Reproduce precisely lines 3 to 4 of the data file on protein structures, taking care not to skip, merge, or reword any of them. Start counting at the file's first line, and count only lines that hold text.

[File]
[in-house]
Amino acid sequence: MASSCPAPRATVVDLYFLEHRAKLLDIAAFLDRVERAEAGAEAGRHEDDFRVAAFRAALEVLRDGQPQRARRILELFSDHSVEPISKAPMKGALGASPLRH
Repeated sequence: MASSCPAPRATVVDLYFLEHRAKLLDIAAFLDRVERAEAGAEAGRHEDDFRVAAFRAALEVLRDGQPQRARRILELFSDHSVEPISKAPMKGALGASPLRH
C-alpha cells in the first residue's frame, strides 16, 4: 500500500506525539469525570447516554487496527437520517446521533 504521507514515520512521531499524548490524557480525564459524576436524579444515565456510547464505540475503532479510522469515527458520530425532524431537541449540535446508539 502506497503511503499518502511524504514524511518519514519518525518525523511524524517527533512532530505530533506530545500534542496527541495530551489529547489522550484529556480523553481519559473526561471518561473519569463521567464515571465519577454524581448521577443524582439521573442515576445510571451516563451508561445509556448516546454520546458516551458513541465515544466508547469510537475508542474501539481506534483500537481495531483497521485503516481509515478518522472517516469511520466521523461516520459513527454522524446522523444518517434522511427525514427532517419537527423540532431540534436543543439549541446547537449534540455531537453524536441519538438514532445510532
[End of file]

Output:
Repeated sequence: MASSCPAPRATVVDLYFLEHRAKLLDIAAFLDRVERAEAGAEAGRHEDDFRVAAFRAALEVLRDGQPQRARRILELFSDHSVEPISKAPMKGALGASPLRH
C-alpha cells in the first residue's frame, strides 16, 4: 500500500506525539469525570447516554487496527437520517446521533 504521507514515520512521531499524548490524557480525564459524576436524579444515565456510547464505540475503532479510522469515527458520530425532524431537541449540535446508539 502506497503511503499518502511524504514524511518519514519518525518525523511524524517527533512532530505530533506530545500534542496527541495530551489529547489522550484529556480523553481519559473526561471518561473519569463521567464515571465519577454524581448521577443524582439521573442515576445510571451516563451508561445509556448516546454520546458516551458513541465515544466508547469510537475508542474501539481506534483500537481495531483497521485503516481509515478518522472517516469511520466521523461516520459513527454522524446522523444518517434522511427525514427532517419537527423540532431540534436543543439549541446547537449534540455531537453524536441519538438514532445510532